(364e) Development of a Realistic 3D Model of Silica Monoliths for Cfd Simulations
The full potential of therapeutic biomolecules can be realized only if large quantities are available for testing, characterization and quantitative structure?activity analysis. Some of the crucial factors for their successful and fast separation are a reduced mass transfer resistance within large open-ended pores or channels and a small residence time within the chromatographic column to preserve their bio-activity. This has traditionally been carried out using particulate HPLC columns in which separation efficiency increases with decreasing particle diameter. The trade-off between column back pressure and efficiency has resulted in the popular use of monolithic columns for fast and efficient purification. Reduced back pressure, minimal non-specific binding and low product degradation, without loss of resolution, make monoliths ideal candidates as chromatographic matrices for purification of large bio-macromolecules.
Direct visualization, believed to be the only way to capture the true morphology of porous materials, has traditionally been conducted using scanning electron microscopy (SEM) and transmission electron microscopy (TEM). Rapid advances in non?invasive 3D scanning techniques have led to the use of laser scanning confocal microscopy (LSCM) to capture ?as is? the inherent morphologies of porous materials. Direct use of reconstructed 3D images as bounding geometries in an environment amenable to solving fundamental transport equations has obviated the need for fitting parameters in transport models, which limit the predictive value of the models. This research is aimed at elucidating the pore structure and transport mechanism characteristics of a silica monolith through CFD simulations by developing a realistic 3D model through image analysis of micro-CT scans of a monolith sample.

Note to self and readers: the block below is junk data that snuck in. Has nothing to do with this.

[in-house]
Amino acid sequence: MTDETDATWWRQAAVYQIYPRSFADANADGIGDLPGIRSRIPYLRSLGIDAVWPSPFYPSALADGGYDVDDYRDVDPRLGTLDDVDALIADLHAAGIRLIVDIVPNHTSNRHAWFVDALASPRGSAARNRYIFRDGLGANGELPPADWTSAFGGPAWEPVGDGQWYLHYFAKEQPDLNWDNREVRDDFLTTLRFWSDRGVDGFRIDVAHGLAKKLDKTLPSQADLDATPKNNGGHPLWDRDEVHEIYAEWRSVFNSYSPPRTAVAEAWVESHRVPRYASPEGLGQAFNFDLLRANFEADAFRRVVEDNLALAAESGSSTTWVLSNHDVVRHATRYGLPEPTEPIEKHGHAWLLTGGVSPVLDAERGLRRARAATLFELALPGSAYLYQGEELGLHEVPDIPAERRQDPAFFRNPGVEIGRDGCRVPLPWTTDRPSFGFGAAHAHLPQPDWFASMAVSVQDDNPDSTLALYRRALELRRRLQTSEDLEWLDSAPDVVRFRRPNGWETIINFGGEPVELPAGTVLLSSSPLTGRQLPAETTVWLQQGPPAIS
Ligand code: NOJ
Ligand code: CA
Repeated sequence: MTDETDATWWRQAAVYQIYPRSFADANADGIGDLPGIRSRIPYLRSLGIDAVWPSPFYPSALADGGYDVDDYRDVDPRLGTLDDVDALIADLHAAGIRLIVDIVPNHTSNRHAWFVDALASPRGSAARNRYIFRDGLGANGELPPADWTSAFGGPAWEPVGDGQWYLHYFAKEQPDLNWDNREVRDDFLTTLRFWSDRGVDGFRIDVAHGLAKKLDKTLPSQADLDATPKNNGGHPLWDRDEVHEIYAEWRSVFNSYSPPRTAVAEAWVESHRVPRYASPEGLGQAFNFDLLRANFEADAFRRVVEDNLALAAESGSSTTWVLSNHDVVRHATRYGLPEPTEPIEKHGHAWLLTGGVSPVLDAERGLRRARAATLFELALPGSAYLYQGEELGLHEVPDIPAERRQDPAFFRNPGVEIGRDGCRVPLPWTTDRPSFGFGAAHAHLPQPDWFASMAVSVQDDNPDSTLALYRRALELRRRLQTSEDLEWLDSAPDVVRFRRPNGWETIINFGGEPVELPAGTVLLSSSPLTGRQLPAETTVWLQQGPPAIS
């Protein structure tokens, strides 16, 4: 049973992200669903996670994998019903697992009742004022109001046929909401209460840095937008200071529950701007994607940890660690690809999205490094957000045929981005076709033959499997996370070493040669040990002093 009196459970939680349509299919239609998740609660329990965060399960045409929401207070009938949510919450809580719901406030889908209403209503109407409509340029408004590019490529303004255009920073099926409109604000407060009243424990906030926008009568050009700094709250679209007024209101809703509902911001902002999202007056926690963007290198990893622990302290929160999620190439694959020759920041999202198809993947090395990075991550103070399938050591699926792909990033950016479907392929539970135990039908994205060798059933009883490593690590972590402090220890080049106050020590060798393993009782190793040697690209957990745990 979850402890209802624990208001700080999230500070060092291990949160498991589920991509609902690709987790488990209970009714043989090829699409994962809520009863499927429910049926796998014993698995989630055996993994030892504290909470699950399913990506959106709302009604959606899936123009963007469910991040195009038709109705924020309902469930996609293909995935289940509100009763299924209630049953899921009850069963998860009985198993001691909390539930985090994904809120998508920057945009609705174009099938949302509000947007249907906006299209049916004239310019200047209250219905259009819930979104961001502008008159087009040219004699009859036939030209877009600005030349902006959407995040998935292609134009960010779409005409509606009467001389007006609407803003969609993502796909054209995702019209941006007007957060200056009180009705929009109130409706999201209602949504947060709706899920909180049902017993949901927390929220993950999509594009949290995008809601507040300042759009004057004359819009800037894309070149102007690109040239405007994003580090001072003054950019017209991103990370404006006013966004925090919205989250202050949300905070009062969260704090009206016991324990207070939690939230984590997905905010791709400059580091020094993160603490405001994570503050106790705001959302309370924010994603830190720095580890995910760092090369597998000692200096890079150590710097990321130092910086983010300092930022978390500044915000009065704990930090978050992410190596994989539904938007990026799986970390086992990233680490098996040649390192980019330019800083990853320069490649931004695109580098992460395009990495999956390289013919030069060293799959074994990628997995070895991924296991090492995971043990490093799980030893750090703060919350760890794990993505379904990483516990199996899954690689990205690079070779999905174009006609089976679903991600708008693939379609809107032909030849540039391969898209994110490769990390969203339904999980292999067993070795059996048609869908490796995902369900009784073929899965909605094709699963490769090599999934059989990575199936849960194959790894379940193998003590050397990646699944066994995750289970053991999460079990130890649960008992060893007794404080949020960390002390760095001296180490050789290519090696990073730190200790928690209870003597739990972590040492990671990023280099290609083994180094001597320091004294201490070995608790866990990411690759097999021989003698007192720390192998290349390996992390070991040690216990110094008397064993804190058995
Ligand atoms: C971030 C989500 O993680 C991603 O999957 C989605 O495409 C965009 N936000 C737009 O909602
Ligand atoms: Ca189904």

Reconstructed images from micro-CT scans of a silica monolith sample were processed to identify a representative pore volume. The images were thresholded and the computed porosity compared with that of the largest scanned image, to identify a representative sized domain. The surface mesh enclosing the flow domain (pore volume) was imported into an environment amenable to using the surfaces as physical boundaries for flow simulations. Simulations of flow hydrodynamics as well as dispersion characteristics in the porous sample were performed using the commercial CFD software ? FLUENT. These were verified for grid independence and other geometry-related parameters such as tortuosity and porosity. The effects of flow rate using water as mobile phase were validated against experimental data obtained from commercially available monoliths. Simulation results for dispersion of analyte molecules in non-retained and retained conditions will be discussed. The computing resources utilized in the study will also be highlighted in this presentation.